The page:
The Whitest Beach

Together with my friend Laura, I wanted to visit Hyams beach, the whitest beach in the world and see what else the part sourth of Sydney has to offer. I met Laura during my semester abroad at The University of Newcastle Australia. During the semester, we became very close friends. We shared the same kind of humour, the same thoughts and the same opinion on most things. I am proud that I had the chance to meet such a gorgeous, powerful and positive soul in Australia. Spending time with Laura and travelling with her at the end of our semester abroad was truly amazing.

Car hire in Sydney

To start our trip, we took the train from Newcastle to Sydney to the car hire company “Jucy”, where we picked up our car with sleep-function. As we were just travelling for 4 days together, we decided not to hire a full camper van but a car with a bed and a cooking plate in the boot. As it was getting colder in Sydeney already, as we travelled at the end of June, we packed many sleeping bags in addition to the blankets the car company offered us.

On the way to Jervis Bay

We started driving out of Sydney in the afternoon. We wanted to sleep somewhere half way to Jervis bay as we wanted to be at Hyams Beach the next morning. So, our first night we spent on a free camping spot, that turned out to be a carpark next to the highway. But that was ok, as it was for free. But the first night was freezing although we had so many blankets. The temperature at night was around 4°C. So if you think, it’s always hot in Australia, you are wrong. The state New South Wales can get pretty chilly in winter.

The next day, we arrived early at Hyams Beach. The sand was incredibly white and although it was quite chilly in the wind, we put our feet into the cold ocean. It’s winter in Australia, but you still get kissed by this beautiful sun and the lanscape looks as beautiful as in summer. The leaves of the Eucalyptus trees never fall down, so it’s allways green. We sat down on the beach to eat our lunch and got disurbed by seagulls. Then we decided to take more pictures instead.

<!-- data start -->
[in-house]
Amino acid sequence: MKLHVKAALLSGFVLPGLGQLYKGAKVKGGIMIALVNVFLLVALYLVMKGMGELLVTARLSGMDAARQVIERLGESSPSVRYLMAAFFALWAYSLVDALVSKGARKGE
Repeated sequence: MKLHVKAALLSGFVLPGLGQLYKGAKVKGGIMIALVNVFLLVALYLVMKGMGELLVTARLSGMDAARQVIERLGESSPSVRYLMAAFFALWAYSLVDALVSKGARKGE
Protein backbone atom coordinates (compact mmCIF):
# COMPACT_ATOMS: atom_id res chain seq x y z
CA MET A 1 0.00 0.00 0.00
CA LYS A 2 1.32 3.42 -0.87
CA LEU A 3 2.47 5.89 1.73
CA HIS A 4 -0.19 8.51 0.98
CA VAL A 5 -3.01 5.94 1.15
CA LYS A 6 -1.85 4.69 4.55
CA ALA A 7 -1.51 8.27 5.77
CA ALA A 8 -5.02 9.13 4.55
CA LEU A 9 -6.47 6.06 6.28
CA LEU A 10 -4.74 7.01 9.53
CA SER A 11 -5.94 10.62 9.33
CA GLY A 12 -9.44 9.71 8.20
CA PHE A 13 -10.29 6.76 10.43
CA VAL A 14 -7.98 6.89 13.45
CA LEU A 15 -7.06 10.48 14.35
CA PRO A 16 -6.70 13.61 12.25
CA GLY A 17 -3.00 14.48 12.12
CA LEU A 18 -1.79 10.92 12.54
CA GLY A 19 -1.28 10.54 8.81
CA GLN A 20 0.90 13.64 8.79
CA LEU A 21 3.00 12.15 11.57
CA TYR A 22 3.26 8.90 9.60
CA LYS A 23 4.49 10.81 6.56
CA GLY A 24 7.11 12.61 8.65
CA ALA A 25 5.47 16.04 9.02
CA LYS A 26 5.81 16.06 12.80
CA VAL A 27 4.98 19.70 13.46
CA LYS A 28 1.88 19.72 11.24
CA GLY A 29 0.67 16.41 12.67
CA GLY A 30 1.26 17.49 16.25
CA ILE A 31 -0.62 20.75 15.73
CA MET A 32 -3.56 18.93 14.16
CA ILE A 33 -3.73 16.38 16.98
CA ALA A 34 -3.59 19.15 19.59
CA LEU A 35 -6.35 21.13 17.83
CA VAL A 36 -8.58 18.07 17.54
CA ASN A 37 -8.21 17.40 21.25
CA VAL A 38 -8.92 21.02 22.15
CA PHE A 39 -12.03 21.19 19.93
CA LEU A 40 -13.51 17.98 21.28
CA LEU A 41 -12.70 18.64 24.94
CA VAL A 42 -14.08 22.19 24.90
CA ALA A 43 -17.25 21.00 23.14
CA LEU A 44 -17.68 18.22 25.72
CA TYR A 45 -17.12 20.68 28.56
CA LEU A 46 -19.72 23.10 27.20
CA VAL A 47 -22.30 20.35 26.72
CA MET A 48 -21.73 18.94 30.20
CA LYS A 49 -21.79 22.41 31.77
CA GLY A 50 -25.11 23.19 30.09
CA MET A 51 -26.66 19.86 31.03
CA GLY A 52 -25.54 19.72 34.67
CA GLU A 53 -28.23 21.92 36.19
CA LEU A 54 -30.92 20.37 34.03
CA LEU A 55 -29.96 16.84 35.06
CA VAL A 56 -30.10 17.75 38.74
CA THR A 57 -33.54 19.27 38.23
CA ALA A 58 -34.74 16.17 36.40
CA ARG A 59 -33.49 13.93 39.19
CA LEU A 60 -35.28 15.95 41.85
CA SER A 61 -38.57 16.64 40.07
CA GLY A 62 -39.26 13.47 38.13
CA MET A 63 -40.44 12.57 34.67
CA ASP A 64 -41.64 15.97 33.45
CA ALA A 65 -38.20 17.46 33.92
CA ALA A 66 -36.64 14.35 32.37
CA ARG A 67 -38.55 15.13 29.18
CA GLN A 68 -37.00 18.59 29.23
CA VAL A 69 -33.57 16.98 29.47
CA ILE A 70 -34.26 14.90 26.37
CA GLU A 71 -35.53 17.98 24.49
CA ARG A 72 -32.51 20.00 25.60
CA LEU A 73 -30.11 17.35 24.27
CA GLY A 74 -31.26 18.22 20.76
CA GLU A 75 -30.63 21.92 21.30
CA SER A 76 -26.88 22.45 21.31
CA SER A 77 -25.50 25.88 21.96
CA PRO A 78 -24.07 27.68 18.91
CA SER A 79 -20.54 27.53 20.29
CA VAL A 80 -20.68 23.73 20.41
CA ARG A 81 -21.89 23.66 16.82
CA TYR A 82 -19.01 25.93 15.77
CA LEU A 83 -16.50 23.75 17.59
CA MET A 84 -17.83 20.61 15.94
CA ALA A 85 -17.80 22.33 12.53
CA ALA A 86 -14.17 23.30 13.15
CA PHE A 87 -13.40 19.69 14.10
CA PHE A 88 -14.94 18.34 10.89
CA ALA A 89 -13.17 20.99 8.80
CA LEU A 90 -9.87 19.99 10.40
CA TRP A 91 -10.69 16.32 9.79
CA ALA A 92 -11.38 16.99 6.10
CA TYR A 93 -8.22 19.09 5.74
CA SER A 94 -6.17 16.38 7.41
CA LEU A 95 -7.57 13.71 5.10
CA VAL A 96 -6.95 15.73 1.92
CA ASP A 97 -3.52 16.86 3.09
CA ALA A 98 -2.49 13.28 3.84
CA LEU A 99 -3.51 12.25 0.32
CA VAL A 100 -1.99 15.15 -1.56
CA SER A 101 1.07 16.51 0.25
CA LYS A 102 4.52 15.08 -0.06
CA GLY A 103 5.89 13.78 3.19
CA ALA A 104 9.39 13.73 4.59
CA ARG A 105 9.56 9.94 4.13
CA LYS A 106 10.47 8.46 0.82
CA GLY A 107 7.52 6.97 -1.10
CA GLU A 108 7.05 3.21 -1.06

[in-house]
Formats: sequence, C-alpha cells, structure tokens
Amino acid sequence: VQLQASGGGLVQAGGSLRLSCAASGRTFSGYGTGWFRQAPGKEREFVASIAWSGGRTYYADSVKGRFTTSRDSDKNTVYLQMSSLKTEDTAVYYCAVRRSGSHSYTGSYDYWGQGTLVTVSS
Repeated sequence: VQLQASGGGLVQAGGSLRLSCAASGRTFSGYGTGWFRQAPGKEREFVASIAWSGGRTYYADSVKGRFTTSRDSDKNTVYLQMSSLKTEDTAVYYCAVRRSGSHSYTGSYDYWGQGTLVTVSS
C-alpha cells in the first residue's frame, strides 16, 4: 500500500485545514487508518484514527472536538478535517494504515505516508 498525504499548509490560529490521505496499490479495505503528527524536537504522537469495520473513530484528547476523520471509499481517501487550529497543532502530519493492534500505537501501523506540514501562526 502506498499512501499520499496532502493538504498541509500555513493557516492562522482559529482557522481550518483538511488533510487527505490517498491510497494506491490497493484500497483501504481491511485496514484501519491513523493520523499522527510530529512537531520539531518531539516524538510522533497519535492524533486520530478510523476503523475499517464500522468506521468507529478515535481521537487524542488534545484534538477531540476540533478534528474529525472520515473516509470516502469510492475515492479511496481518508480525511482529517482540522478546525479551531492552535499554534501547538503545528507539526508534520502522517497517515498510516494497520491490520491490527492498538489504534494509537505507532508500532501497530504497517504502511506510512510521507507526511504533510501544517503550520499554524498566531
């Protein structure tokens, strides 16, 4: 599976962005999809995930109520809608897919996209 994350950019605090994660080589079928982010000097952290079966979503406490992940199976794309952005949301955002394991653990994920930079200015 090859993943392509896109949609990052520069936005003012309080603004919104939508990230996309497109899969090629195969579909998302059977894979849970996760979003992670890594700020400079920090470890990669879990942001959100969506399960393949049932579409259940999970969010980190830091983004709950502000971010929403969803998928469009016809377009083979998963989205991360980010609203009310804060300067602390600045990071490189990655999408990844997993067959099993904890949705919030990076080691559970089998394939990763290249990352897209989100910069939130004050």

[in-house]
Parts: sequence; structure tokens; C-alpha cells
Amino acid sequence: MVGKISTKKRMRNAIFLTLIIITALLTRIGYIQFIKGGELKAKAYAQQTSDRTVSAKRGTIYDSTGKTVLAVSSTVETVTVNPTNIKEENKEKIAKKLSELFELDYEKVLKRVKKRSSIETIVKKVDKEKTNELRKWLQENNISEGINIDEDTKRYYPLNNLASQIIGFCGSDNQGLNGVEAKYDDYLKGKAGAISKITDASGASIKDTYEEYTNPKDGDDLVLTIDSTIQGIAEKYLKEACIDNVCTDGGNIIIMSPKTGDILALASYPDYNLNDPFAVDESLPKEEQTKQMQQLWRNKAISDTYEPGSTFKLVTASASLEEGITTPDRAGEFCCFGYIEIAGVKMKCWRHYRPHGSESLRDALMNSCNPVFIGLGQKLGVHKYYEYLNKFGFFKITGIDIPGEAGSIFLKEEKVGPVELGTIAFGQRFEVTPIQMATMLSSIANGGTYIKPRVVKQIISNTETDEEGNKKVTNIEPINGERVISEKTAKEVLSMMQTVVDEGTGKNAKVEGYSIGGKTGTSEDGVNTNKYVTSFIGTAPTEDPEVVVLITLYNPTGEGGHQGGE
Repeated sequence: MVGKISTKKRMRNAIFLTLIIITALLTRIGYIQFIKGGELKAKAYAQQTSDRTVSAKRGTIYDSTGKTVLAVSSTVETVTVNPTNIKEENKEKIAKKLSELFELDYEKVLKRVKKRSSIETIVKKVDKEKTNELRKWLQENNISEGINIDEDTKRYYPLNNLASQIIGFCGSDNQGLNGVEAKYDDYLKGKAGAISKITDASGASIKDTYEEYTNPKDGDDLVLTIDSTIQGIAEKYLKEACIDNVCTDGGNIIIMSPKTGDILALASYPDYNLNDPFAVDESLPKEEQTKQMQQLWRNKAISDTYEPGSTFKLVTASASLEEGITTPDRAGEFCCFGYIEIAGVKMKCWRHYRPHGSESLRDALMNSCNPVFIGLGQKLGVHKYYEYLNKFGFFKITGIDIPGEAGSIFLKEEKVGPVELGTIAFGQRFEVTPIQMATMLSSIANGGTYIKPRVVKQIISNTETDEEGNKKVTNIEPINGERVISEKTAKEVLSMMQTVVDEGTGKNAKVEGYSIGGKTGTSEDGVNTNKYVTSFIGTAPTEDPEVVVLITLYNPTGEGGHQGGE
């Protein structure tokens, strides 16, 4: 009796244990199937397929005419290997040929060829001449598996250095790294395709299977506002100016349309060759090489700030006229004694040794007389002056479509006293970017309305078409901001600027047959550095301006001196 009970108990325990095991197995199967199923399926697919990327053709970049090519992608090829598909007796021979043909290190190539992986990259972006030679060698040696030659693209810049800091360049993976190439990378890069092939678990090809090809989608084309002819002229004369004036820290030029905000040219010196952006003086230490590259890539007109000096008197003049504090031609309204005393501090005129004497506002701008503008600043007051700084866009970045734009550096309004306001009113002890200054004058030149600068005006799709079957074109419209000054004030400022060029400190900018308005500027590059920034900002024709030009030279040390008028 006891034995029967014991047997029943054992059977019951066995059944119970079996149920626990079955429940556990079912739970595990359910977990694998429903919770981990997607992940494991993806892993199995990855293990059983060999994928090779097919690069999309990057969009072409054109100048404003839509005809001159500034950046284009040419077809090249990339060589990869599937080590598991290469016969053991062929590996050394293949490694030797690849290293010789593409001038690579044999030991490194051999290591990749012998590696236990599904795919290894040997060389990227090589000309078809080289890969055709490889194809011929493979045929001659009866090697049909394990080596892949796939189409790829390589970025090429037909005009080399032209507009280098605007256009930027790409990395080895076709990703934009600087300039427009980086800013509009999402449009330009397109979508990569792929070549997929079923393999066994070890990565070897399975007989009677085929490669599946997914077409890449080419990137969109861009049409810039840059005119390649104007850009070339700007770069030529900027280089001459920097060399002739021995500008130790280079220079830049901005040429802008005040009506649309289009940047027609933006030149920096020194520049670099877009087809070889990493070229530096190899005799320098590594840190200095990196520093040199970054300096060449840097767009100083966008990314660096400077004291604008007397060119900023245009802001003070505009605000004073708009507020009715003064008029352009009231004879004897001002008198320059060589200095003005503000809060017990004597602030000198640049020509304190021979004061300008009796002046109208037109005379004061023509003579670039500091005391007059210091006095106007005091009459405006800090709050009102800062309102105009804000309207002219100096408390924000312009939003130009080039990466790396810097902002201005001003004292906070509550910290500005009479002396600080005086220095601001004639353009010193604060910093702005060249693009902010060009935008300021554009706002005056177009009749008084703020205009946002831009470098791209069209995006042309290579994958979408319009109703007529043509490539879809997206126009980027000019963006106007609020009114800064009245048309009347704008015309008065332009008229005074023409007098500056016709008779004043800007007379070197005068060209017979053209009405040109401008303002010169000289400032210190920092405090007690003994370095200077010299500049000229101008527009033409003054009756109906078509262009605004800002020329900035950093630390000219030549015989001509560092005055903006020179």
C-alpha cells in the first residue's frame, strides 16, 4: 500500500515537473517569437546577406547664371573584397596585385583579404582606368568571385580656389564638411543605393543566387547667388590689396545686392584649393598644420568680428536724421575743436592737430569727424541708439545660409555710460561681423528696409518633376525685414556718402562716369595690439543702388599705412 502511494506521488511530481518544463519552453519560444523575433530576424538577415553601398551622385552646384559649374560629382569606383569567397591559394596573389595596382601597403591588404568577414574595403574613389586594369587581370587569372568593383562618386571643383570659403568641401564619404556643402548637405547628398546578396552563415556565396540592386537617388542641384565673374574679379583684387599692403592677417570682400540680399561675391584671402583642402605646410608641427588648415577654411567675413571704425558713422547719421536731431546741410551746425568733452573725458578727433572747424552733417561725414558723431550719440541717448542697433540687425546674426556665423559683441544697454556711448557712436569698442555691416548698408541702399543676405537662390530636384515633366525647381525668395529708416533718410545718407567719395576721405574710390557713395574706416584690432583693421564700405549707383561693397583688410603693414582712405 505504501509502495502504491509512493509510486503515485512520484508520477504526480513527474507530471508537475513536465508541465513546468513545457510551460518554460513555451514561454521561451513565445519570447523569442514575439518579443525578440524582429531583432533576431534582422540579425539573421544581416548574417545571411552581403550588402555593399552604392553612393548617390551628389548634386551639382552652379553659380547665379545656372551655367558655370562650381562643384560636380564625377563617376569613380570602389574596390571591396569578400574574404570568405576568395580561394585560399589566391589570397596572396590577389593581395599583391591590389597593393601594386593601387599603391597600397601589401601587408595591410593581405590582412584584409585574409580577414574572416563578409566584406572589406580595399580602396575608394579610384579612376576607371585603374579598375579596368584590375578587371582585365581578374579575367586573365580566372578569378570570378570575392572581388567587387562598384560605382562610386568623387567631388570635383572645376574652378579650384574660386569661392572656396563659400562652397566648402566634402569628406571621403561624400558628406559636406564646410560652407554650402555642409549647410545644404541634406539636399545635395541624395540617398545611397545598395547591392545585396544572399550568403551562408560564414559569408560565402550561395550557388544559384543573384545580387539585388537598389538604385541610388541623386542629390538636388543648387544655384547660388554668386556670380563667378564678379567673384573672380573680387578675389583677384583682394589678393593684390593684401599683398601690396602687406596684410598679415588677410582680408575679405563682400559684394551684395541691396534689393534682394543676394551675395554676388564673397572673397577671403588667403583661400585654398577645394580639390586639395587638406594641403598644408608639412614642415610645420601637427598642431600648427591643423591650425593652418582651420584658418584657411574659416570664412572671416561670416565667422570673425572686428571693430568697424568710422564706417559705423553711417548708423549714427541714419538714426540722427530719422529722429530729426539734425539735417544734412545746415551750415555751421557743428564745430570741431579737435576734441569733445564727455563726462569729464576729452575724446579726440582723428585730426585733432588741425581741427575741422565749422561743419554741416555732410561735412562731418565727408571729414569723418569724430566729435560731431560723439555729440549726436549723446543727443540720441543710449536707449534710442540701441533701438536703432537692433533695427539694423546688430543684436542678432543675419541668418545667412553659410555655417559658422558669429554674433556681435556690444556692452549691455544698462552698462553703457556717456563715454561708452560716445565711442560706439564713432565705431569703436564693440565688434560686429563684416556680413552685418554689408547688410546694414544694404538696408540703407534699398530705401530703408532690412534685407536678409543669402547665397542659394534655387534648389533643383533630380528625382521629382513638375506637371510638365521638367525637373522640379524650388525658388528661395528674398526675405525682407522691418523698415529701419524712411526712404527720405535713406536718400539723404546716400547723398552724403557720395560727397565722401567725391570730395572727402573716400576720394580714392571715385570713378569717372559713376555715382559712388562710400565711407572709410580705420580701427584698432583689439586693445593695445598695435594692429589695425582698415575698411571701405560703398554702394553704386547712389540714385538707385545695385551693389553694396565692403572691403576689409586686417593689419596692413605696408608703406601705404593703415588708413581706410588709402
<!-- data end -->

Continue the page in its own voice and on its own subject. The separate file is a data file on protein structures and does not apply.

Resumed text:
Hyams Beach

Booderee National Park

In the afternoon, we drove into the Booderee National Park. We planned to stay there on the campground for the second night. We visited some old ruins in the National Park and set up our place for the night on the campground. It was in the middle of the bush and many campers came there with their camper vans or cars. The only problem at the campground was that when we used the showers, the water suddendly turned of and didn’t turn back on. And it was not a coin operated shower. So we had 3 minutes and we were lucky that the showers next to he first one were free, so we could quickly jump into another shower for the next 3 minutes :D.

The next day, we drove deeper into the National Park, to reach Murrays Beach with is a hidden beach at the cape of the Natioal Park. When the tide is low, you can go into different cave formations. It’s a really magical place, especially when no one else is there.

Murrays Beach

Dolphin cruise in Jervis Bay

Later on, we drove out of the National Park towards Huskisson. The town of Huskisson is a typical small holiday town with lots of holiday homes and tourist attractions. As Jervis Bay is known for giving home to dolphins, we decided to do a boat cruise to spot some dolphins. We were lucky and even saw a mother and her calf.

In the late afternoon, we made our way back to Wollongong where we looked for a camping spot. Luckily, we found a great spot on the noth of Wollongong, which was directly next to the beach. We had a hughe camp spot and fell asleep with the sound of the ocean in our ears.

Royal National Park

The next morning, we started early to drive into the Royal National Park. We wanted to see the famous figure 8 pools. But the way there was hard to find. Finally, we found the road to the nearest car park called “Garrawara Farm Car Park” off Garie road. It is a bit off the track so it’s better to drive slowly, also because it’s one path to go there and to go back, so cars will drive opposite to your direction. What has to be mentioned is that the internet connection in the National Parks is quite poor. In some places you don’t have any network connection. So better take a navigation system in addition to your mobile phone. The hike to the figure 8 pools is beautiful but takes about 1 1/2 hours. You walk through the lush rainforest and pass by several beaches until you reach the pools. At low tide, you can walk towards the pools and can even go in to have a dip in summer. When Laura and I arrived, the surf was quite dangerous so we decided to see the pools from the rocks above instead. But it was still specacular to see the pools fill up by the rising water.

Figure 8 Pools

Back to Sydney

In the afternoon, we had to drive back to return our rental car in Sydney. It was a tight schedule to do the whole trip in 4 days but we had a lot of fun together, saw many amazing and empty spots and had a great time to end our semester abroad together.

 

 

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